2. This course will be completed in five sessions covering five different topics: what to expect in college, how to take good notes, common resources available, tips to reduce stress and how to support peers.

  3. This program will recruit participants from three schools from each region in Michigan (i.e. Upper Peninsula, Northern Michigan, Central Michigan, and Southern Michigan).

  4. This program will secure funds for a coordinator as well as stipends for participating teachers.

  5. This program will have four phases - program design, recruitment, implementation and assessment. Each student involved will be asked to complete a survey at the end of the four-year period, which will asses graduation rates, stress rates, what they thought was helpful, etc.

Counter-arguments:

What are three reasonable arguments against this proposal?

  1. The government should be allocating more money to improving health services, such as CAPS, rather than programs of this nature.

  2. Because the program is optional, some schools may opt out due to the notion that they do not have enough time or resources to put in, or they may simply believe that their students do not need it. Moreover, not all high school students have the plan of matriculating into universities.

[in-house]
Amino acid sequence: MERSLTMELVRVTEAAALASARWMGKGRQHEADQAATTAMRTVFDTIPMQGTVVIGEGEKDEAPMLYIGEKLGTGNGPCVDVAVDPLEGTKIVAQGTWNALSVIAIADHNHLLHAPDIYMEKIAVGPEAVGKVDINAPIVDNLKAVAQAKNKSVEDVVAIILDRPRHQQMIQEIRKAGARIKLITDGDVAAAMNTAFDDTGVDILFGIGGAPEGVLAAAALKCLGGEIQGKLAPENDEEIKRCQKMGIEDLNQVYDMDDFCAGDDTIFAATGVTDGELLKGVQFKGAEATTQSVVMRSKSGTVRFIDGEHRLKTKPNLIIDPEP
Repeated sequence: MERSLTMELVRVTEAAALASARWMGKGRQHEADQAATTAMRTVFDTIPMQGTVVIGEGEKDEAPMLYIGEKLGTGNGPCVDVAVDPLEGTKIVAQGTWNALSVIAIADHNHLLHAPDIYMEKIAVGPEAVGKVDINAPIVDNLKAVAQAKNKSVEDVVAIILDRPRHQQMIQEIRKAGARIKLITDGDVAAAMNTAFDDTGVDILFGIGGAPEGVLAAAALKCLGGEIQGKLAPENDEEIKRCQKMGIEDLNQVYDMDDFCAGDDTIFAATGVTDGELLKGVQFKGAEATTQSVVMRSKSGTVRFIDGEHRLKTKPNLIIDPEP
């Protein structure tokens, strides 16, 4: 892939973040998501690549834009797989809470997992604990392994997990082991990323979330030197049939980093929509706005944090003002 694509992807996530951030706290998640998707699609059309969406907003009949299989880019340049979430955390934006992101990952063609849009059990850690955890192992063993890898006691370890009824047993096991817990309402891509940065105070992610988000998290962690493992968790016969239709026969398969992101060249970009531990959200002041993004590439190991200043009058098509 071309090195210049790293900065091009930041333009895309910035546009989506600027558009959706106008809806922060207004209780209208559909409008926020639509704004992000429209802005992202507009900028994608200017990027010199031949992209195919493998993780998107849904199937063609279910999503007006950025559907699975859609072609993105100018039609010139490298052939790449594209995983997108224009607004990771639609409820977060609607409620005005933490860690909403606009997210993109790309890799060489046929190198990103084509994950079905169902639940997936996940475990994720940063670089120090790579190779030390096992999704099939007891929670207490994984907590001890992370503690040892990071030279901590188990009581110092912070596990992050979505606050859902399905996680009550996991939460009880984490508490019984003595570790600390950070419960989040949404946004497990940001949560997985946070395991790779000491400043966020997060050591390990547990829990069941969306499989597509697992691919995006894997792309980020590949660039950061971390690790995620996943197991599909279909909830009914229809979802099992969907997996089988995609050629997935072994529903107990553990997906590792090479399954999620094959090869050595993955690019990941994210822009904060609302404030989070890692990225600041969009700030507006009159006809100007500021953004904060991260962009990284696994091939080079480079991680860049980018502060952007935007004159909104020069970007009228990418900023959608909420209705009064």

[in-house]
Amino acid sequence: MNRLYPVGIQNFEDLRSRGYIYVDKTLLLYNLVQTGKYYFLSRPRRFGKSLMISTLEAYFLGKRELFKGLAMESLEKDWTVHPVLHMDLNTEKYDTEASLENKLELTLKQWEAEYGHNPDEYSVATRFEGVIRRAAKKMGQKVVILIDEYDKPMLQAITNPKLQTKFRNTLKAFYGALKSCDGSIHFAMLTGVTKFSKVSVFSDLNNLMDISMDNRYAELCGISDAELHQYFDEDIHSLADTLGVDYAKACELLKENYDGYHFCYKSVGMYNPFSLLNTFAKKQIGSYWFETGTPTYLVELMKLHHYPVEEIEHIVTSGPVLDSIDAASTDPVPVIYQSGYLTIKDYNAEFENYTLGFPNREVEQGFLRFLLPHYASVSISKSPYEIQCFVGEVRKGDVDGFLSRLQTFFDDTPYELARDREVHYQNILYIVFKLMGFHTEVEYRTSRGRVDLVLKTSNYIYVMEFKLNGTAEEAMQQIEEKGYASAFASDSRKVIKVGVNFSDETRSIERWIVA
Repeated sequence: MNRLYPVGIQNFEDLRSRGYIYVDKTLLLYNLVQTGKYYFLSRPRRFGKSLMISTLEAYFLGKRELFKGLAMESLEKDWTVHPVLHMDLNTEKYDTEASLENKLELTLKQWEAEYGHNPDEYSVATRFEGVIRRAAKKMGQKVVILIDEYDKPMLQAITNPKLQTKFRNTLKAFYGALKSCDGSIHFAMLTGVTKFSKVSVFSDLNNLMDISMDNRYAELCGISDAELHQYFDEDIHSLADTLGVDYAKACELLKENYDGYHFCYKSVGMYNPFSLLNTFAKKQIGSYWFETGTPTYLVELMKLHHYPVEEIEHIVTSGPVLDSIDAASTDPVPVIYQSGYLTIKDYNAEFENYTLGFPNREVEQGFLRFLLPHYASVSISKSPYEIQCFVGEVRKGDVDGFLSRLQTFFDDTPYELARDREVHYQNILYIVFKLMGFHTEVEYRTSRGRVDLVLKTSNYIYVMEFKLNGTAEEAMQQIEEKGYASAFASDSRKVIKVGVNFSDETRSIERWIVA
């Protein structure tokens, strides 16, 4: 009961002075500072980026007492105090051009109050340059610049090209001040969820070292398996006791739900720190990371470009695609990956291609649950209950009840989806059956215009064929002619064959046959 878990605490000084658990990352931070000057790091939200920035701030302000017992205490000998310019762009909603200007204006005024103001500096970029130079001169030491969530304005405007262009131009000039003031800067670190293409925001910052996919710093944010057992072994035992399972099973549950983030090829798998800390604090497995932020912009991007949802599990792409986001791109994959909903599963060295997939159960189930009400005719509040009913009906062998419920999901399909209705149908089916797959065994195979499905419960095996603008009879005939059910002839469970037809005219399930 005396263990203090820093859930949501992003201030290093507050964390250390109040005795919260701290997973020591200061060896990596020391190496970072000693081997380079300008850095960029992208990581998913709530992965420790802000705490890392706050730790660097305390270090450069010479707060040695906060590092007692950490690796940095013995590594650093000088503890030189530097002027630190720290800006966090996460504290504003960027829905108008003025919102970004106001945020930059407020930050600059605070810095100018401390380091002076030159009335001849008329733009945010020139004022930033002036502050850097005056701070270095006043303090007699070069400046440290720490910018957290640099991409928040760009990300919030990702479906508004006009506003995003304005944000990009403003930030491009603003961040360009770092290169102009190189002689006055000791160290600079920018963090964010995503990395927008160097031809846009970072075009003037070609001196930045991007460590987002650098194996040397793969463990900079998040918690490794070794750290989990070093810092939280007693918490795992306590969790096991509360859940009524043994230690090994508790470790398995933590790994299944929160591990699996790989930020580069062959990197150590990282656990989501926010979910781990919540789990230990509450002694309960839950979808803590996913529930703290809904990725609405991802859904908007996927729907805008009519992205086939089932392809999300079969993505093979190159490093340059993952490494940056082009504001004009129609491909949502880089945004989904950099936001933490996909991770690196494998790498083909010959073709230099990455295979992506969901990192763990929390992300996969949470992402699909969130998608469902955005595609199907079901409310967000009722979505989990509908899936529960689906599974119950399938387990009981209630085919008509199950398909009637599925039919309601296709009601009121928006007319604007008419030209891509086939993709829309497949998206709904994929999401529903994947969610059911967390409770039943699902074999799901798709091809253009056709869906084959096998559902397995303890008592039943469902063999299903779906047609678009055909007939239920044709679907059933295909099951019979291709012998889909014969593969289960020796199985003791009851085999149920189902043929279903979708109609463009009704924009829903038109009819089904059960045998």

3. Students will not take the course seriously, or will not put the time into the course without an incentive. Moreover, Ben Heller (TC) brought it to our attention that many high-school seniors “check out” midway through the year, and therefore, may not be very engaged with the material.

Costs and funding:

How will you pay for your proposed legislation?

The cost of this program would be quite minimal, as we would provide the schools with the lesson plan, which would be one of the only resources necessary. Funding would be required to train the teachers and provide them with a stipend for their time, as well as one or two coordinators to ensure that the program standards are up to par. We believe that one teacher from each participating school (12 in total) would be needed to run the class and should be paid approximately $30/hour. In addition, the coordinators would need to be paid approximately $25/hour. The state of Michigan would provide this funding.

Where will/could the funding for your proposal come from?  

The funding for the proposal could come from either the existing school budget, or from another state program that many in the Michigan congress are already considering cutting from the budget.

Who might object to dedicating resources to your proposal (competing interests)?